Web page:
Just when we thought we'd had our fill of debate-related conspiracies, a new one came along, this one in the form of a video purportedly documenting that Democratic presidential candidate Hillary Clinton and moderator Lester Holt had colluded to rig the first presidential debate through a system of secret hand signals:
Scratching one’s face is one of the oldest signals in the book. You can be sure if this was a blackjack table and the house noticed a player making similar signals to a dealer they’d be investigated.
When the alt-right web site True Pundit shared the video, they did so along with the additional claim that Clinton had never made similar gestures in previous debates, campaign appearances, or speeches:
Before critics view this video and scream Conspiracy, True Pundit cross referenced Clinton’s speeches, campaign appearances and her 2008 debate performances against President Obama. According to that analysis, Clinton never previously used these hand motions to supposedly scratch her face. In fact, she rarely touches her face at all. (So, you haters can save the trouble of instructing people to remove their tin-foil hats.)
The above-displayed video does not provide any evidence that Hillary Clinton and Lester Holt communicated via hand signals so that Clinton could indicate to Holt when she wanted him to call on her so she could get in a "zinger." The creator of the video simply strung together several unrelated events — Clinton scratching her face, Holt making a comment, Clinton replying to Trump — and then claimed that they were somehow connected to a furtive signaling plot without providing any proof.
But before we dig deeper into the video, let's look at the accompanying claims about it from True Pundit and Infowars.
Hillary Clinton has been in the public eye for decades. She was the First Lady of Arkansas in 1983, the First Lady of the United States in 1993, a U.S. Senator in 2001, a presidential candidate in 2008, Secretary of State in 2009, and and a presidential candidate again in 2016. It is simply ridiculous to claim that Clinton never once touched her face during a speech, campaign rally, or debate:
It should be noted that Hillary Clinton was not the only one making these gestures during the first presidential debate:
It should also be noted that (as shown in the image at the head of this page) the two candidates were physically separated on the stage, and therefore in order to catch the supposed "signals" from Hillary Clinton, moderator Lester Holt — who didn't have the advantage of the split-screen shot presented to television viewers — would had to have been rather obviously watching her even when she was not speaking.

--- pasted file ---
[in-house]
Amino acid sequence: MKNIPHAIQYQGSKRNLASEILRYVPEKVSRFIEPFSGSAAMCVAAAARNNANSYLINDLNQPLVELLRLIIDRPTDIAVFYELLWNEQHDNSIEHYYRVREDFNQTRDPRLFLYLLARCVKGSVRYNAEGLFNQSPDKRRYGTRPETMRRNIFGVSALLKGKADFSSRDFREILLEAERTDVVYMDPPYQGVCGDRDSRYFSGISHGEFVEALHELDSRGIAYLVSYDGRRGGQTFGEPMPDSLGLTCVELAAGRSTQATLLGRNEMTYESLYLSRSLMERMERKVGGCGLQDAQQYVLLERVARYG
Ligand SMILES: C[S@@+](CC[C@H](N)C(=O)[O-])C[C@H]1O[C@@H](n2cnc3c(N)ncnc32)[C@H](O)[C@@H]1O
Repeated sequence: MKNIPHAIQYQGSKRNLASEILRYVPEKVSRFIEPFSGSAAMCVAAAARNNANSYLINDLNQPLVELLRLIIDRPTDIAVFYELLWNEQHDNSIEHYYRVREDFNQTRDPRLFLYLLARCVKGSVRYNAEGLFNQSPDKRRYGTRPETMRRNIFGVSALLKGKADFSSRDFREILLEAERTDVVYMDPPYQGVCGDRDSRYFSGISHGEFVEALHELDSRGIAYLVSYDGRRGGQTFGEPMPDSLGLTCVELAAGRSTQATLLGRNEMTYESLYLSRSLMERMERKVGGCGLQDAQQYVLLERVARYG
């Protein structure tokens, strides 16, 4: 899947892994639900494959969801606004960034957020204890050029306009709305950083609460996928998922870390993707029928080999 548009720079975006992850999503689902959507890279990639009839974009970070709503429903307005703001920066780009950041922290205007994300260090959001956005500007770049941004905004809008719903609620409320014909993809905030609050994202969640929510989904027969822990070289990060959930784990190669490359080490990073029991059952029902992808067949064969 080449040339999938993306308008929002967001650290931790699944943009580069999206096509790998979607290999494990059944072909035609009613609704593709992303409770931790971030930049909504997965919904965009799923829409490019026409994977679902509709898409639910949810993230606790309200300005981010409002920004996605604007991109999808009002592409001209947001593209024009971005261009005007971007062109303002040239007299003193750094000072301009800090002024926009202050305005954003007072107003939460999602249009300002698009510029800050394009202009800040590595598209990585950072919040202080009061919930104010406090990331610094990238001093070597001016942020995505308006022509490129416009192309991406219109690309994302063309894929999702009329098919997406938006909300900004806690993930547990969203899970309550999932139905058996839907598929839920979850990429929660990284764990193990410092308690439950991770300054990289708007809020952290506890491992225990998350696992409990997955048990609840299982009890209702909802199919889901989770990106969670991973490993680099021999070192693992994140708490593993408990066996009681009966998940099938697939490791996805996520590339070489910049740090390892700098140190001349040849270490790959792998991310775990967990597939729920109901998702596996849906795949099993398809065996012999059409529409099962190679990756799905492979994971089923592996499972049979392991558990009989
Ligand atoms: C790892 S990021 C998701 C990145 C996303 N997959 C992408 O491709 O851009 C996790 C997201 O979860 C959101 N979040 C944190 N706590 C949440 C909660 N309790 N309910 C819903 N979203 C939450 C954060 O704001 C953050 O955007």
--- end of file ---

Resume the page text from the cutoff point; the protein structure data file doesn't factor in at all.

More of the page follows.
If Donald Trump truly "dominated the early part of the debate" but then lost his advantage, the more logical explanation is that his opponent's strategy to throw him off his game simply worked as expected:
The quiet Mr. Trump took the first shift, presenting a general-election version of his forceful campaign persona minus the bluster, insults and defenses of his anatomy. He pushed his case firmly, hitting his campaign’s focal points on the economy and trade.
But it didn’t take long for Mrs. Clinton to find the other Mr. Trump under that thin second skin. Her needling began immediately. She referred to her opponent as “Donald,” where he pointedly called her “Secretary Clinton.” (“Yes, is that O.K.?” he asked at his first reference to her.) She referred to his starting a business with a “$14 million” loan from his father, which Mr. Trump preferred to call a “very small loan.”
The digs targeted Mr. Trump’s status and founding mythos, triggering his image-protection reflex. He became combative and rattled, letting his opponent lead him down rhetorical detours (at one point he revived an old feud with Rosie O’Donnell) knowing that he would follow his ingrained ABCs: always be counterpunching.
It was Tony Soprano vs. Dr. Melfi, TV’s biggest antihero blustering against the woman who had gotten inside his head.
This conspiracy theory also doesn't account for the much more obvious approach that if Hillary Clinton really wanted to say something during the course of the debate when it wasn't her turn to speak, she could simply have interrupted her opponent rather than invoking secret hand signals and waiting to be called upon by the moderator — as she did in fact do multiple times ... while Donald Trump also did so, but three times as often.